We often hear about the "Christian Right," or "Conservative Christians." Yet, if you think about it, Jesus was the original liberal.  He cared about motives more than the deeds themselves (Matthew 23:5 & Mark 12:41-43) and more about compassion than adhering to rules (Luke 6:1-11 & Luke 13:10-17). This blog will reflect liberal Christian values of compassion, tolerance, mercy, charity, a thirst for knowledge & understanding, and, above all, love.

Wednesday, August 5, 2020

An Accidental Racist

"But he, desiring to justify himself, said to Jesus, “And who is my neighbor?”  Jesus replied, “A man was going down from Jerusalem to Jericho, and he fell among robbers, who stripped him and beat him and departed, leaving him half dead.  Now by chance a priest was going down that road, and when he saw him he passed by on the other side.  So likewise a Levite, when he came to the place and saw him, passed by on the other side.  But a Samaritan, as he journeyed, came to where he was, and when he saw him, he had compassion.  He went to him and bound up his wounds, pouring on oil and wine. Then he set him on his own animal and brought him to an inn and took care of him. And the next day he took out two denarii and gave them to the innkeeper, saying, ‘Take care of him, and whatever more you spend, I will repay you when I come back.’" ~Luke 10:29-35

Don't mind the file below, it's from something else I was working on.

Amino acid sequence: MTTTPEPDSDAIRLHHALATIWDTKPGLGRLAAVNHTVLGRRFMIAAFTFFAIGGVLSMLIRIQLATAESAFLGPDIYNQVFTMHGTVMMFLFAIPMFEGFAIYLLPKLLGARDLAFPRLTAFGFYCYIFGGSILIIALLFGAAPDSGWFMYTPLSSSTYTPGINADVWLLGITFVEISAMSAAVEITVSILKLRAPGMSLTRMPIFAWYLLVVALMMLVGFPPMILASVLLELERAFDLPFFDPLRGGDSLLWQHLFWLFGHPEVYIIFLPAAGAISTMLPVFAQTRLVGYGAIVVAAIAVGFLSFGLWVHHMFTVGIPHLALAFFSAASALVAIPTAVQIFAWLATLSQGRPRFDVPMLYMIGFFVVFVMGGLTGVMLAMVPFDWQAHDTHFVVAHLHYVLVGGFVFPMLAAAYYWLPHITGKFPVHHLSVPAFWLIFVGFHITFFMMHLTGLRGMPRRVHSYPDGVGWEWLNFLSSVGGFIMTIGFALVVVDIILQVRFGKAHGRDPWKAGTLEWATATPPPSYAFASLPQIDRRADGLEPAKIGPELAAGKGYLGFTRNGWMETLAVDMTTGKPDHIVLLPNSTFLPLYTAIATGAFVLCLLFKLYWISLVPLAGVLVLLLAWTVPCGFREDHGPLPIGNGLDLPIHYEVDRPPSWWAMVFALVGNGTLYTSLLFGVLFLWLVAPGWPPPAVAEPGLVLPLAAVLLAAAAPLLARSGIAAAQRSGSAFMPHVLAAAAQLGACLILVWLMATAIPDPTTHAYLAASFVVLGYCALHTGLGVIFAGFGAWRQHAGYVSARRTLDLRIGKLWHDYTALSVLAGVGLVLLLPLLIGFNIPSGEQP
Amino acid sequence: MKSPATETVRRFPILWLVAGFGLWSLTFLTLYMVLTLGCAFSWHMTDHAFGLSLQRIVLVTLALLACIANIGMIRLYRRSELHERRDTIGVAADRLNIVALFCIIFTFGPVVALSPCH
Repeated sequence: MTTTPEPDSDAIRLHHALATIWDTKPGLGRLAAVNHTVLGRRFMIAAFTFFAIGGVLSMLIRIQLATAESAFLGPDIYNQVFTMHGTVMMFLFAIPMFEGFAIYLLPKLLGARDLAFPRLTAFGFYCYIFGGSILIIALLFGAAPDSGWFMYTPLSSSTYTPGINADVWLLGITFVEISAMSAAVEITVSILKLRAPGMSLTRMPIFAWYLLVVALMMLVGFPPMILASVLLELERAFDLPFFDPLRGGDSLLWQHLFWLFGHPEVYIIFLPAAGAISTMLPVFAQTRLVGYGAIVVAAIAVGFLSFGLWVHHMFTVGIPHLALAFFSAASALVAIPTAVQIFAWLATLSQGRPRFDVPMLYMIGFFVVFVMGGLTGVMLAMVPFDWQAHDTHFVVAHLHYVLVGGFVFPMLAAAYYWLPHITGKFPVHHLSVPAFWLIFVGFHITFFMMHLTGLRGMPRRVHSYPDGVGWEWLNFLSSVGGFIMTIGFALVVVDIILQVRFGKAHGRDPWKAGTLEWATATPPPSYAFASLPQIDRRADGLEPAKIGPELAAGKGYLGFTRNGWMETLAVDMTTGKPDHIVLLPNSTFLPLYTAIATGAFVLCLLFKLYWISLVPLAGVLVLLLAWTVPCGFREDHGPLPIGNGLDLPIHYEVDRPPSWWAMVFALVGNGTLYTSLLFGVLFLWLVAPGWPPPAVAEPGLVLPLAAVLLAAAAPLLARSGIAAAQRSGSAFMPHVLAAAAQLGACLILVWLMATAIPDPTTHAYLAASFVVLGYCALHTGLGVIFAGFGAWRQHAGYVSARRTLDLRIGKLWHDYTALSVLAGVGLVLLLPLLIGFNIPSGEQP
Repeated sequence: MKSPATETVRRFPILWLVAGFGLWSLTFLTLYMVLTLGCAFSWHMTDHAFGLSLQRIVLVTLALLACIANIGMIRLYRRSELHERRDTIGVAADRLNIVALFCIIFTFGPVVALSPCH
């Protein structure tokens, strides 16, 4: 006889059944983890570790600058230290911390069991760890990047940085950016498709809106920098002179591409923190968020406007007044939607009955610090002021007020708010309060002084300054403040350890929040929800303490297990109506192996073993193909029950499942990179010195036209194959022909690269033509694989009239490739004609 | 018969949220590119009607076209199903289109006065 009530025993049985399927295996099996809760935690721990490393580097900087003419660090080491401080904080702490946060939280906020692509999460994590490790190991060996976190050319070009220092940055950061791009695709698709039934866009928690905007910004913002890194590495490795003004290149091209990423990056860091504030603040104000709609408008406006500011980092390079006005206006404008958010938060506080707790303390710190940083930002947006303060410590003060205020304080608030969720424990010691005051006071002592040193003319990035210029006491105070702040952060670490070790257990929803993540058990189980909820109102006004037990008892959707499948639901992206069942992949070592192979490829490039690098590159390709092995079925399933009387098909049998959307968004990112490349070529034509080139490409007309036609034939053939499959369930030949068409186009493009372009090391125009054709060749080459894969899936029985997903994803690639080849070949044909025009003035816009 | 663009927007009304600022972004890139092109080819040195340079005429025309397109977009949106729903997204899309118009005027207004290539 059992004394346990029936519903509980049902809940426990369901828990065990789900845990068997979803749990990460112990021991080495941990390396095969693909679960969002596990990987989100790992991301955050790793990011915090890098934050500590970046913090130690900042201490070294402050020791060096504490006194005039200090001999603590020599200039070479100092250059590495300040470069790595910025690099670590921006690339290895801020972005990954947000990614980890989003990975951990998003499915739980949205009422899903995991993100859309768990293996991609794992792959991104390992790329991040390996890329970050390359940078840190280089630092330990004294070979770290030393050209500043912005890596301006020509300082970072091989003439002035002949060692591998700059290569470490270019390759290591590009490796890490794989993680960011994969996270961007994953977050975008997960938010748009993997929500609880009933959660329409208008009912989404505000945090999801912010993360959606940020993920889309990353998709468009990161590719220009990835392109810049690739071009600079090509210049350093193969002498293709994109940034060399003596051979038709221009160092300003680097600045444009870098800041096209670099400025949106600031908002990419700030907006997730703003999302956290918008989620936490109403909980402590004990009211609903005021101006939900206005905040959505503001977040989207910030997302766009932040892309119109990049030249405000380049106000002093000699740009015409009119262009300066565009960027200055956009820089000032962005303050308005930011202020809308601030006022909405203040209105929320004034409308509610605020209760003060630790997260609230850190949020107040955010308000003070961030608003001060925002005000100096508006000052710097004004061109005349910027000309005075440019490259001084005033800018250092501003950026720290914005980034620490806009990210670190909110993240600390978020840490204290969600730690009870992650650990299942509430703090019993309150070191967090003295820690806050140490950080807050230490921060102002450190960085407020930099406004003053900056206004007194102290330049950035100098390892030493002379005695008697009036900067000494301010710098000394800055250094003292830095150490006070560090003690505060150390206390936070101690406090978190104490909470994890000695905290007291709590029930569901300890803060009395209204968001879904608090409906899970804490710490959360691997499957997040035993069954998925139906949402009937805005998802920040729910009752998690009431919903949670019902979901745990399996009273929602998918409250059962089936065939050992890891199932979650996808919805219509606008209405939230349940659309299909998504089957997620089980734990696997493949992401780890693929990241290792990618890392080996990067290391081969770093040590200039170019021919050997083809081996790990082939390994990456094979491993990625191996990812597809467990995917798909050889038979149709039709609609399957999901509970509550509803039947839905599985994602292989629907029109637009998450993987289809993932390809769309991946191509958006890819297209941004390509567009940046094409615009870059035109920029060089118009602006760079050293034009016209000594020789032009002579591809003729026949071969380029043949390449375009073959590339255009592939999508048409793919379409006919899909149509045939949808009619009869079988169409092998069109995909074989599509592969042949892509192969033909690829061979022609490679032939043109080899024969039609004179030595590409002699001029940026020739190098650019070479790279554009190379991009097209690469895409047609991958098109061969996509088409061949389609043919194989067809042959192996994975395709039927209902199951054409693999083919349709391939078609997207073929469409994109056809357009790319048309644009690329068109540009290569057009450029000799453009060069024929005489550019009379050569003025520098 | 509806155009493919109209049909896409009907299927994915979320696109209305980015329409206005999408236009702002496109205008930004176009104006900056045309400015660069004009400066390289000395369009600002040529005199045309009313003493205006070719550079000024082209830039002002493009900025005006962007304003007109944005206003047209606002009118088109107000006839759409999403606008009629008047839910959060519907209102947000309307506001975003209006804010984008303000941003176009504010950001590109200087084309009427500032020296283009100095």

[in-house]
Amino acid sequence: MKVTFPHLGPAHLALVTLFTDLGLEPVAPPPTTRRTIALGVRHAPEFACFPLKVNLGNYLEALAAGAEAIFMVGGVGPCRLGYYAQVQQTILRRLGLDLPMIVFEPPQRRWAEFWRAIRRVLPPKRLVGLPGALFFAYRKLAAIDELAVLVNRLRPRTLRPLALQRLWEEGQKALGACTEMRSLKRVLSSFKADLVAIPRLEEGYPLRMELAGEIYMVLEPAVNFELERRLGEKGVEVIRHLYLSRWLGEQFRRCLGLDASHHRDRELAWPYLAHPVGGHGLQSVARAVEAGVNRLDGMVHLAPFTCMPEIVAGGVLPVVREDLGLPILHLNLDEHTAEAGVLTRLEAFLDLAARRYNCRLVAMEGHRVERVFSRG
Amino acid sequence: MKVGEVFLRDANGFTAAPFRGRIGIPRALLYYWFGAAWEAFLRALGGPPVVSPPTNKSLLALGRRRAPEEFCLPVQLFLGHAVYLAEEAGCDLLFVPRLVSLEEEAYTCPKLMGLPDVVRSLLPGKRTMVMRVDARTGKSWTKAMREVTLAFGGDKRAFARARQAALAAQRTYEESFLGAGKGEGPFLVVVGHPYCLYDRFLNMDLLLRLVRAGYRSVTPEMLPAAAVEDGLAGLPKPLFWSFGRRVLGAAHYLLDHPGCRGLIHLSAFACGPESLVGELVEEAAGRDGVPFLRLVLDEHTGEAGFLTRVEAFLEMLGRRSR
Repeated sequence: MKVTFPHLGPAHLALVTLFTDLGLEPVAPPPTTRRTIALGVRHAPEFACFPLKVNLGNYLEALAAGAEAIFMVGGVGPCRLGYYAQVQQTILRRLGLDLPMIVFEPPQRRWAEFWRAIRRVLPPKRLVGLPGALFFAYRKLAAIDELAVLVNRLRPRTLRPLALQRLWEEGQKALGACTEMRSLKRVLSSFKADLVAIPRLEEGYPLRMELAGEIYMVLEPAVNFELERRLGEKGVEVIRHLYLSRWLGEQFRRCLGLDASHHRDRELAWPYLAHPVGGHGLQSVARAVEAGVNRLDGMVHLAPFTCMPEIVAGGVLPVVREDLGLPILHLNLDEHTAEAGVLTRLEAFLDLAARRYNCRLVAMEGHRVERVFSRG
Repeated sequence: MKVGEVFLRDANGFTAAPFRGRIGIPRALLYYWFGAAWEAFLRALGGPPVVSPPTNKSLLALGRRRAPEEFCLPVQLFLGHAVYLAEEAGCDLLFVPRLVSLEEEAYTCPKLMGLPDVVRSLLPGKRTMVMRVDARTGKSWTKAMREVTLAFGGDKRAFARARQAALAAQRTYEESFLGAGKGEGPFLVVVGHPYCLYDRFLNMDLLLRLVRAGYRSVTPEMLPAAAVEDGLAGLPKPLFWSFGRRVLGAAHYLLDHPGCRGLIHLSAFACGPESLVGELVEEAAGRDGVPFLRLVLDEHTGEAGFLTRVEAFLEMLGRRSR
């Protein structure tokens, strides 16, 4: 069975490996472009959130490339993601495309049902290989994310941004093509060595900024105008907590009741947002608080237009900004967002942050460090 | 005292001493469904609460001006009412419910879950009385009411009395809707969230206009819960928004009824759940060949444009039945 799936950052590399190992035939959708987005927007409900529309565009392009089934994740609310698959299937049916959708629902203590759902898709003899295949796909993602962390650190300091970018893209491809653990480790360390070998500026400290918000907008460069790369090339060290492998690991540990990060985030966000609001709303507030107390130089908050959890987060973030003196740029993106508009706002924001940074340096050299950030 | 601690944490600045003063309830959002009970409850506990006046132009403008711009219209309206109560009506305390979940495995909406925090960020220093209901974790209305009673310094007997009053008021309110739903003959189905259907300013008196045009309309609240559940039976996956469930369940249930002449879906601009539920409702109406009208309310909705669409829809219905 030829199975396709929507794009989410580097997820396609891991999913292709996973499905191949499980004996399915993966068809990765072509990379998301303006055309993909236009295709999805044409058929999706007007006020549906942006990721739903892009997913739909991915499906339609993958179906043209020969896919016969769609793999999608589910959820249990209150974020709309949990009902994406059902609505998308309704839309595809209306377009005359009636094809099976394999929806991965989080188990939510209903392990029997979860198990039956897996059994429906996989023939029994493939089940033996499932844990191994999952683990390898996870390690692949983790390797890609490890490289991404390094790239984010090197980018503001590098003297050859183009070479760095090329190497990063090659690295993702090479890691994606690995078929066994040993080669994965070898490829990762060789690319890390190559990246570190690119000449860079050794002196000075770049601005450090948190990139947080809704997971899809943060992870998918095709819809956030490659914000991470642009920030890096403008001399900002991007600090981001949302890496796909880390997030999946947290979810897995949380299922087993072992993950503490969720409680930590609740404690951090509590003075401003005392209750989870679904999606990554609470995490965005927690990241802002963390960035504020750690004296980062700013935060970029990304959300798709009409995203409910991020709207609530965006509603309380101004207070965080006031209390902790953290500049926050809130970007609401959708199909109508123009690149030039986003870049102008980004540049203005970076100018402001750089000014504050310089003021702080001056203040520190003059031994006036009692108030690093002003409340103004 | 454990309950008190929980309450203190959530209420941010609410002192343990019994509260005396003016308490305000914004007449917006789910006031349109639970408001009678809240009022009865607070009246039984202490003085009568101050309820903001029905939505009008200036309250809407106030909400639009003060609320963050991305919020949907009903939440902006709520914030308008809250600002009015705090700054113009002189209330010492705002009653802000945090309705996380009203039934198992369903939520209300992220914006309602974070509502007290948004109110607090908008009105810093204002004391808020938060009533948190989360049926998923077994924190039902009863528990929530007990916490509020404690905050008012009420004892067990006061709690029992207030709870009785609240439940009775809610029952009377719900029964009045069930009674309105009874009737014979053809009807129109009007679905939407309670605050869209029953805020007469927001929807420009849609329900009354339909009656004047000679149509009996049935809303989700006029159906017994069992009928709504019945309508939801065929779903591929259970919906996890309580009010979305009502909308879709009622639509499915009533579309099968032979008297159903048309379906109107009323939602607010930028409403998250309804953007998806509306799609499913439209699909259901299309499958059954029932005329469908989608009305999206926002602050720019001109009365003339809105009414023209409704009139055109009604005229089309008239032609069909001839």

I'm a racist.  Don't misunderstand, I don't hate people of color, nor do I believe in segregation.  However, I do benefit from white privilege.  My home is built on land which  Native Americans hunted on before white soldiers claimed the land on behalf of a white government.  As wrong as the theft was, I'm not willing to give the land back to its original users/owners.

Likewise, our country was built, in large part, by slave labor.  According to a May 5th, 2019 article in The New York Times, the value of the labor stolen from slaves was estimated to be in the neighborhood of 500 million dollars in 1969.  I can't even fathom what the debt would be in today's dollars. 

Without getting to political, my point is, none of us have the ability to erase the sins of the past.  Yet, we need not be shackled by the original sins of our  predecessors.  We can pave a kinder nobler future for our inheritors.  To that end, we must take a lesson from the Good Samaritan, and treat everyone as being our neighbor.